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Church of St Martin

A Grade I Listed Building in St Martin's, Shropshire

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Coordinates

Latitude: 52.9199 / 52°55'11"N

Longitude: -3.009 / 3°0'32"W

OS Eastings: 332254

OS Northings: 336305

OS Grid: SJ322363

Mapcode National: GBR 75.N1L1

Mapcode Global: WH89J.RVBX

Plus Code: 9C4RWX9R+X9

Entry Name: Church of St Martin

Listing Date: 8 October 1959

Grade: I

Source: Historic England

Source ID: 1367347

English Heritage Legacy ID: 255719

Location: St. Martin's, Shropshire, SY11

County: Shropshire

Civil Parish: St. Martin's

Built-Up Area: St Martin's

Traditional County: Shropshire

Lieutenancy Area (Ceremonial County): Shropshire

Church of England Parish: St Martin's St Martin

Church of England Diocese: Lichfield

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Description

SJ 33 NW
2/7

ST. MARTIN'S CP
CHURCH LANE (north side)
Church of St Martin

08.10.59

GV
I
Parish church. C13, late C14/early C15 north aisle; west tower of c.1632; vestry dated 1810. Restoration of 1841 and east wall of chancel rebuilt 1862. Uncoursed conglomerate and sandstone rubble with sandstone ashlar dressings and tower; rock-faced snecked sandstone ashlar to east wall of chancel; slate roofs. Nave and chancel in one; west tower; north aisle; south porch and north-east vestry.

Tower: in three stages with multi-stepped diagonal buttresses, moulded cornice and C19 embattled parapet. Integral stair turret at north-west angle lit by narrow rectangular slits. Cornice has carved heads on north, east and west and gargoyle surviving to south east corner. West face has three-light Perpendicular window with panel tracery, possibly reused from an earlier tower, to first stage. Four-centred doorway below has hoodmould and label stops of 1841; C17 nail-studded heavy boarded door with elaborately decorated strap hinges. Inscription above in moulded surround: "Templum quod conspicis Deo Sacrum/Sumplu Suo Instauratum atque Ornatum / Haeredum Curae commendat / ARTURUS VICE COMES DUNGANNON/A.S. MDCCCXLI." Clock to second stage also dated 1841. Windows to belfry have simple Y-tracery and plain hoodmoulds; narrow round-headed windows to second stage on north and south.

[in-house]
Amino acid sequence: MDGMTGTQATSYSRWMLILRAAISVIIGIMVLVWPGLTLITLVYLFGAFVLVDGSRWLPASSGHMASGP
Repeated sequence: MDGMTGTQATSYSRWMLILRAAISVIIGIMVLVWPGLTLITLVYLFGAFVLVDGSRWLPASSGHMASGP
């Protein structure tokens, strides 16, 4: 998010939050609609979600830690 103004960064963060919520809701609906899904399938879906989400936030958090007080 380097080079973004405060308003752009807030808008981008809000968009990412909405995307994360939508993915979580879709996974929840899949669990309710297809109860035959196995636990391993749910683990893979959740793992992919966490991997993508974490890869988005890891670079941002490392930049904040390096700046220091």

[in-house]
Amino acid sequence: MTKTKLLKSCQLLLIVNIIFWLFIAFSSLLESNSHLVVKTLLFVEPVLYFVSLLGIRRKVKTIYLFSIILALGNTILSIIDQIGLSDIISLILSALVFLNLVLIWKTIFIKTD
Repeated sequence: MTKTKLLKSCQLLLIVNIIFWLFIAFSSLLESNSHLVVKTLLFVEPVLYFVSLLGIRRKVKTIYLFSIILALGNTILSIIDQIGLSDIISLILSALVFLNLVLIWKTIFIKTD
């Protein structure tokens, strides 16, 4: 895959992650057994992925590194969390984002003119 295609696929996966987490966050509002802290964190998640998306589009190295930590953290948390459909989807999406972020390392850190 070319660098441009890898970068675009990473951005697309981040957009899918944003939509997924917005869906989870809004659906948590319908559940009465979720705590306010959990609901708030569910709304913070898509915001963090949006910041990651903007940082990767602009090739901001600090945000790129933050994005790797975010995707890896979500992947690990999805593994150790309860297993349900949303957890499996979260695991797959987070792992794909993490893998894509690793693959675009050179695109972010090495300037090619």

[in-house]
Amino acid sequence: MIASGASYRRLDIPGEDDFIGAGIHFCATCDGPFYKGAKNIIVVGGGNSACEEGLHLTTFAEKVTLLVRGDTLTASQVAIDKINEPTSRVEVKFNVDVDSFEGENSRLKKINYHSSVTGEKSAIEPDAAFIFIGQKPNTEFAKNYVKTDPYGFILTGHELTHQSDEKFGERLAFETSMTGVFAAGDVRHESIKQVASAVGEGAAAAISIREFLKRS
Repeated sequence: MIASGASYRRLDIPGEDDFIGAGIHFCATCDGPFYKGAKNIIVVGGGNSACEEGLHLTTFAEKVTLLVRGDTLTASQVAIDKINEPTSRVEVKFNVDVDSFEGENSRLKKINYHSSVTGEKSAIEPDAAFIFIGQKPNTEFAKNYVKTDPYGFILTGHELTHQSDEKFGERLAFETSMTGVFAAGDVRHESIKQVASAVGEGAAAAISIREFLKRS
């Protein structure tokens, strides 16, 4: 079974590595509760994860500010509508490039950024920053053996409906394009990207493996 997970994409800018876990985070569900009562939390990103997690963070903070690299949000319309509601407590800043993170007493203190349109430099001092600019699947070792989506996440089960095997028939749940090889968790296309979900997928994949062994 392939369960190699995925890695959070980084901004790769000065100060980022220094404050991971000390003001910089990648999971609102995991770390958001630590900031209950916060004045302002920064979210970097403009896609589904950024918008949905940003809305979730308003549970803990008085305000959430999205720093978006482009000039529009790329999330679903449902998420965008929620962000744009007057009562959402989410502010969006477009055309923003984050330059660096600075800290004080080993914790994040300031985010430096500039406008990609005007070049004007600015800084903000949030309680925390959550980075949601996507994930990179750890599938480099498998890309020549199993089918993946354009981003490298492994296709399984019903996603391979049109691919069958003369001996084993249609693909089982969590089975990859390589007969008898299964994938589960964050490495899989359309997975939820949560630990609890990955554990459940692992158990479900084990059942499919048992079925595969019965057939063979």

Nave and chancel: have two large, probably C18, ramped buttresses on south side. Square-headed window with two cusped lights to far left probably contemporary with tower; square-headed C15 window immediately to east of left buttress has three cusped lights and window to right with Y-tracery is probably of c.1632. Late C13 pointed doorway immediately to left of right buttress has been infilled to bottom half and has two C17 mullions inserted to top forming three-light window; late C19 gabled half-dormer immediately to left has small two-light Decorated style window with hoodmould. Early C19 porch immediately to right if west window has red brick side walls (Flemish stretcher bond) and stone gable with round-headed arch; C14 south doorway behind has double-chamfered four-centred arch. Two late C15/early C16 square-headed windows to chancel, one of three cusped lights to left and of four cusped lights to right. East wall entirely rebuilt in 1862 has three-light window with geometrical tracery. Hip-roofed vestry in angle with north aisle has cambered doorway on east side with inscription above in moulded surround: 'This Vestry was erected / and the Church Repewed / A.D. 1810 / WILLIAM CLEAVER D.D. Bishop of St. Asaph / JOHN WILLIAM BOURKE M.A. Vicar.' Mid C19 two-light window with quatrefoil above to left.